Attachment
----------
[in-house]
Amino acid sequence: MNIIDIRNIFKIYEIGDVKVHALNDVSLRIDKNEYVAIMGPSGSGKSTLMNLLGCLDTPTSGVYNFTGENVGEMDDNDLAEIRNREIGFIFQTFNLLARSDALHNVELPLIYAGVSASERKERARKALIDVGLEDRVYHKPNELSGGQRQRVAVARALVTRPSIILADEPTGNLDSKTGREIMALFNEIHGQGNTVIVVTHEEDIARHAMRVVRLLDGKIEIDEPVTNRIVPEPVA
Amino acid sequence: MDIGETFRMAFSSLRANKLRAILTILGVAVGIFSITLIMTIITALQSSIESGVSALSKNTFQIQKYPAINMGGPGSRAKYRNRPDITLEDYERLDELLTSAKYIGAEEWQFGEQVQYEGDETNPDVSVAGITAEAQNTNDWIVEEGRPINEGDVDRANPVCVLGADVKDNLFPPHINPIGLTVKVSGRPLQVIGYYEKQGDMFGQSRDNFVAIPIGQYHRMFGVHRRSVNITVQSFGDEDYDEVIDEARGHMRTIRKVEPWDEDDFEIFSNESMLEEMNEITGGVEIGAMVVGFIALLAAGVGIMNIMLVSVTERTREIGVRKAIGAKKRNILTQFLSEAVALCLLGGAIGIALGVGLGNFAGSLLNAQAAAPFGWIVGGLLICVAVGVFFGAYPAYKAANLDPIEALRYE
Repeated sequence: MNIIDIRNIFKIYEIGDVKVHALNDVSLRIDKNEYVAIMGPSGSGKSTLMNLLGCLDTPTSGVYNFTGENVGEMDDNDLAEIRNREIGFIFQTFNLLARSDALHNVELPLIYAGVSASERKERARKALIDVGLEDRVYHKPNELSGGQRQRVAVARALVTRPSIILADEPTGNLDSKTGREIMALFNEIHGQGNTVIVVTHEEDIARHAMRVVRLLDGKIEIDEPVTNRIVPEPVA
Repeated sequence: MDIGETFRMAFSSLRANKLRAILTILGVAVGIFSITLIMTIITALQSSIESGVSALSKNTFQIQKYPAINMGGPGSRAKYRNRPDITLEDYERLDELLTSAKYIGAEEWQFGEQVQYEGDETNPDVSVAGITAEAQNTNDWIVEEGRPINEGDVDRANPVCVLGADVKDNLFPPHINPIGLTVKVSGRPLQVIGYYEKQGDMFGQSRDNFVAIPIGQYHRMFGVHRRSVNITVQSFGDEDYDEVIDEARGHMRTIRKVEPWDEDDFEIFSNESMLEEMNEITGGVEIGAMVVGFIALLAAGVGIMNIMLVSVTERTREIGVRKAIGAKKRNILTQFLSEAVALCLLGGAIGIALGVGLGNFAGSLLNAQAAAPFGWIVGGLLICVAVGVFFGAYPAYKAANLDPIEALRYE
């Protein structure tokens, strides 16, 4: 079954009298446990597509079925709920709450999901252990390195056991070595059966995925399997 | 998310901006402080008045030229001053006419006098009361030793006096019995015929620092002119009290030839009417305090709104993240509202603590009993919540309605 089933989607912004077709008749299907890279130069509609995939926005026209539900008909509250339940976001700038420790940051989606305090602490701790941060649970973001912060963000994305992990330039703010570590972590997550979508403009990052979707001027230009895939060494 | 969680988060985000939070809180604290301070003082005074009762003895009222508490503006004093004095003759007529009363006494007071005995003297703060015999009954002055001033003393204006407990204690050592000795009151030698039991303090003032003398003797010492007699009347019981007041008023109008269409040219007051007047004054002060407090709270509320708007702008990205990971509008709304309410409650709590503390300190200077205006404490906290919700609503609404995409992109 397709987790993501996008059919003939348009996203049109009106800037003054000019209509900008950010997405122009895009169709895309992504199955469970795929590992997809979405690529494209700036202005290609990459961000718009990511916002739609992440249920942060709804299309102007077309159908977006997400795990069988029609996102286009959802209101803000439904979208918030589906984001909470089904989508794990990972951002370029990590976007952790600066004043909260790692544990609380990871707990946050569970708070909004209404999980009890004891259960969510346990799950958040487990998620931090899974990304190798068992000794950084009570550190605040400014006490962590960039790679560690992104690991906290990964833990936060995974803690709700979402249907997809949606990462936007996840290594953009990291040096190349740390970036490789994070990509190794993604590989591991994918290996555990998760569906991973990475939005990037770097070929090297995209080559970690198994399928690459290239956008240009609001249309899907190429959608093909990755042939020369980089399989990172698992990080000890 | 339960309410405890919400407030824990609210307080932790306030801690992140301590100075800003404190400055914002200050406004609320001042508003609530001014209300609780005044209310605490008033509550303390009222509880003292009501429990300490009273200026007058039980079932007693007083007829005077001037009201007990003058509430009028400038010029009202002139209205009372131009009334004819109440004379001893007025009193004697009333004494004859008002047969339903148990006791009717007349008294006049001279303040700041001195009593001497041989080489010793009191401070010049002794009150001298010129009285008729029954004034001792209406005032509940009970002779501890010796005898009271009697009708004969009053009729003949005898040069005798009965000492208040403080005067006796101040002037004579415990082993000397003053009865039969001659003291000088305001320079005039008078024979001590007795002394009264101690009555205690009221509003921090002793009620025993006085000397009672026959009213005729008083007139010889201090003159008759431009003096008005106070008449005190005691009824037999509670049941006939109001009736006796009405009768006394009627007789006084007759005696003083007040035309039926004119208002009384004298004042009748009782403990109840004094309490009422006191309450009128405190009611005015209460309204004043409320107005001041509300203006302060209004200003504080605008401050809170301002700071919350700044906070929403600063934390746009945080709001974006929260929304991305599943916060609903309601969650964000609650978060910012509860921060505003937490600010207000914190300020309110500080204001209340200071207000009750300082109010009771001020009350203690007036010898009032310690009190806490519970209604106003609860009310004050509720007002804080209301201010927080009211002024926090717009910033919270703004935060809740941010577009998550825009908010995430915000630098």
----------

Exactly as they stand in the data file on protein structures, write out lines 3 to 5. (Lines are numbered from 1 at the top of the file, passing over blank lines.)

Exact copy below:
Amino acid sequence: MDIGETFRMAFSSLRANKLRAILTILGVAVGIFSITLIMTIITALQSSIESGVSALSKNTFQIQKYPAINMGGPGSRAKYRNRPDITLEDYERLDELLTSAKYIGAEEWQFGEQVQYEGDETNPDVSVAGITAEAQNTNDWIVEEGRPINEGDVDRANPVCVLGADVKDNLFPPHINPIGLTVKVSGRPLQVIGYYEKQGDMFGQSRDNFVAIPIGQYHRMFGVHRRSVNITVQSFGDEDYDEVIDEARGHMRTIRKVEPWDEDDFEIFSNESMLEEMNEITGGVEIGAMVVGFIALLAAGVGIMNIMLVSVTERTREIGVRKAIGAKKRNILTQFLSEAVALCLLGGAIGIALGVGLGNFAGSLLNAQAAAPFGWIVGGLLICVAVGVFFGAYPAYKAANLDPIEALRYE
Repeated sequence: MNIIDIRNIFKIYEIGDVKVHALNDVSLRIDKNEYVAIMGPSGSGKSTLMNLLGCLDTPTSGVYNFTGENVGEMDDNDLAEIRNREIGFIFQTFNLLARSDALHNVELPLIYAGVSASERKERARKALIDVGLEDRVYHKPNELSGGQRQRVAVARALVTRPSIILADEPTGNLDSKTGREIMALFNEIHGQGNTVIVVTHEEDIARHAMRVVRLLDGKIEIDEPVTNRIVPEPVA
Repeated sequence: MDIGETFRMAFSSLRANKLRAILTILGVAVGIFSITLIMTIITALQSSIESGVSALSKNTFQIQKYPAINMGGPGSRAKYRNRPDITLEDYERLDELLTSAKYIGAEEWQFGEQVQYEGDETNPDVSVAGITAEAQNTNDWIVEEGRPINEGDVDRANPVCVLGADVKDNLFPPHINPIGLTVKVSGRPLQVIGYYEKQGDMFGQSRDNFVAIPIGQYHRMFGVHRRSVNITVQSFGDEDYDEVIDEARGHMRTIRKVEPWDEDDFEIFSNESMLEEMNEITGGVEIGAMVVGFIALLAAGVGIMNIMLVSVTERTREIGVRKAIGAKKRNILTQFLSEAVALCLLGGAIGIALGVGLGNFAGSLLNAQAAAPFGWIVGGLLICVAVGVFFGAYPAYKAANLDPIEALRYE